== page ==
This document Consultation Principles & Guidance is to update and replace the 2005 document “Guidelines on Consultation for Public Sector Bodies – Reaching Out.”

The guidelines were developed under Ireland’s Open Government Partnership National Action Plan 2014-2016 and follow a review of national and international consultation guidelines. In common with many other countries, they adopt a principles-based approach to public consultation. The aim is to improve transparency, responsiveness and accessibility of consultations.

It is part of broader efforts under the Open Government Partnership to improve engagement with the citizen.

The Guidance, which is not binding on Public Bodies, promotes three principles.  Consultations should:

  1. Be genuine and meaningful
  2. Be targeted at, and facilitate input from, all those with an interest
  3. Be considered at all stages in the policy process, including development, implementation and review

Further information:

  • The Open Government Partnership National Action Plan (2014-2016) was developed jointly with civil society and citizen interests and launched in July 2014.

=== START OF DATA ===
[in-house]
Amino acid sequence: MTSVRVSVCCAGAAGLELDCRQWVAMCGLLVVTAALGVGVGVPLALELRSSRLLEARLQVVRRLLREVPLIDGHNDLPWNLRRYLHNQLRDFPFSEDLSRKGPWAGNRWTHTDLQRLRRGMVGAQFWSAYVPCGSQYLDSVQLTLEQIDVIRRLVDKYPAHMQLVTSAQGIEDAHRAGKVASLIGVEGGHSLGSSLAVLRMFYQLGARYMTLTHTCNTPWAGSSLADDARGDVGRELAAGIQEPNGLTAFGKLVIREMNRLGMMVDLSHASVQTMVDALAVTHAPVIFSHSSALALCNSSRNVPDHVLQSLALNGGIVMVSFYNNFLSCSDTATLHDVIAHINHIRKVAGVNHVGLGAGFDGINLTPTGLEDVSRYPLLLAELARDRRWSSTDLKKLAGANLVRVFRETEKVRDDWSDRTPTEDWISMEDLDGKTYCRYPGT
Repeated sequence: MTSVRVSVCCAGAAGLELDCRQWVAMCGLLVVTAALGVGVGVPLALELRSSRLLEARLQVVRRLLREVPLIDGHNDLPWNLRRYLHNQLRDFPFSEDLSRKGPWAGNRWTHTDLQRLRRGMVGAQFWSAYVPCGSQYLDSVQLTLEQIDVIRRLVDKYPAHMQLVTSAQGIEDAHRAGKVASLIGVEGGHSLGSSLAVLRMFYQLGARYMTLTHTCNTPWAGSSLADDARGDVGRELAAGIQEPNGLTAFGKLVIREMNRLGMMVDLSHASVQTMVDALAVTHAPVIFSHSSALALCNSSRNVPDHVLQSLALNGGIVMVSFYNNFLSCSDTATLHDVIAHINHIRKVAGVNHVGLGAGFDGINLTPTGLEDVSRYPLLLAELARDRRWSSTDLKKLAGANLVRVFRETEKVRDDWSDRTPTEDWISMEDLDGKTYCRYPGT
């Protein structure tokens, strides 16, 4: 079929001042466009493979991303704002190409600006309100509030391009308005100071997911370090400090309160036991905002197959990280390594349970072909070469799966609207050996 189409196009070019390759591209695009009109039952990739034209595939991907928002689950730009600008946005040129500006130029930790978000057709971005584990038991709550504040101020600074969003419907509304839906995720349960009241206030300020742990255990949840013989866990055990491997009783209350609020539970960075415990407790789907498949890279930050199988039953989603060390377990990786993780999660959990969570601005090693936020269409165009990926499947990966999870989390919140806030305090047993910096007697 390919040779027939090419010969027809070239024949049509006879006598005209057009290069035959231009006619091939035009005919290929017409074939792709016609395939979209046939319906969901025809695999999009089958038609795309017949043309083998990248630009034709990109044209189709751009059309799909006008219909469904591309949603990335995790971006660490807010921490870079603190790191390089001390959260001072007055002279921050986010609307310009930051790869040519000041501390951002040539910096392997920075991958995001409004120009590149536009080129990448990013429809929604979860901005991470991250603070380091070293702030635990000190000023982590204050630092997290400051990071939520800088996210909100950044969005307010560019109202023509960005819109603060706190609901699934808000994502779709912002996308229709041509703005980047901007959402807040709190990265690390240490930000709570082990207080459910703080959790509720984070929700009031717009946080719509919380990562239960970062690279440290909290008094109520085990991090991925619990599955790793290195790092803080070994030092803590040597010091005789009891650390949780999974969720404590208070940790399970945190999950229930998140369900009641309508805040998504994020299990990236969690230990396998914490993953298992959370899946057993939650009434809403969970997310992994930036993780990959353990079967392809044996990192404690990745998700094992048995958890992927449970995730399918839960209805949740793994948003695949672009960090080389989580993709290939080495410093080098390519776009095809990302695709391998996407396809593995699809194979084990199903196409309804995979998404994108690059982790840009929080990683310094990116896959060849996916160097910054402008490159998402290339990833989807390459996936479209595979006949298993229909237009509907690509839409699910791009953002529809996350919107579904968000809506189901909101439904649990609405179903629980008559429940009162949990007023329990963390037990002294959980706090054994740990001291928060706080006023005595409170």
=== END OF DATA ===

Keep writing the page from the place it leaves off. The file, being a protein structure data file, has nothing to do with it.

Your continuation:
• The Civil Service Renewal Plan (2014) commits to strengthening policy-making skills and developing more open approaches to policymaking.
  • A review of national and international guidelines was carried out. This included an examination of the Codes of Practice/Guidance on Consultation, and Consultation Principles in place in the UK, Australia, and Canada as well as those produced by the Council of Europe, the OECD, and the European Commission. A principles based approach to public consultation is advocated by these administrations and institutions.
  • The guidelines themselves were the subject of a two-stage consultation process, before being approved by the Government. More than 50 supportive submissions from the public and Civil Society groups were made.

In summary, the key principles adopted in the guidelines are:

  • Consultation with citizens must be genuine, meaningful, timely, balanced and with the ultimate objective of leading to better outcomes and greater understanding by all involved of the benefits and consequences of proceeding with a particular policy or legislation proposals.
  • Consultation should be targeted at and easily accessible to those with a clear interest in the policy in question.
  • In the case of significant policy, services or legislative proposals, public bodies should make systematic efforts to ensure that interested and affected parties have the opportunity to take part in open consultations at all stages of the policy process: development, implementation, evaluation, and review.

The Consultation Principles and Guidance were themselves subject to a public consultation process. The Department’s response to the issues raised during that process is available to read here.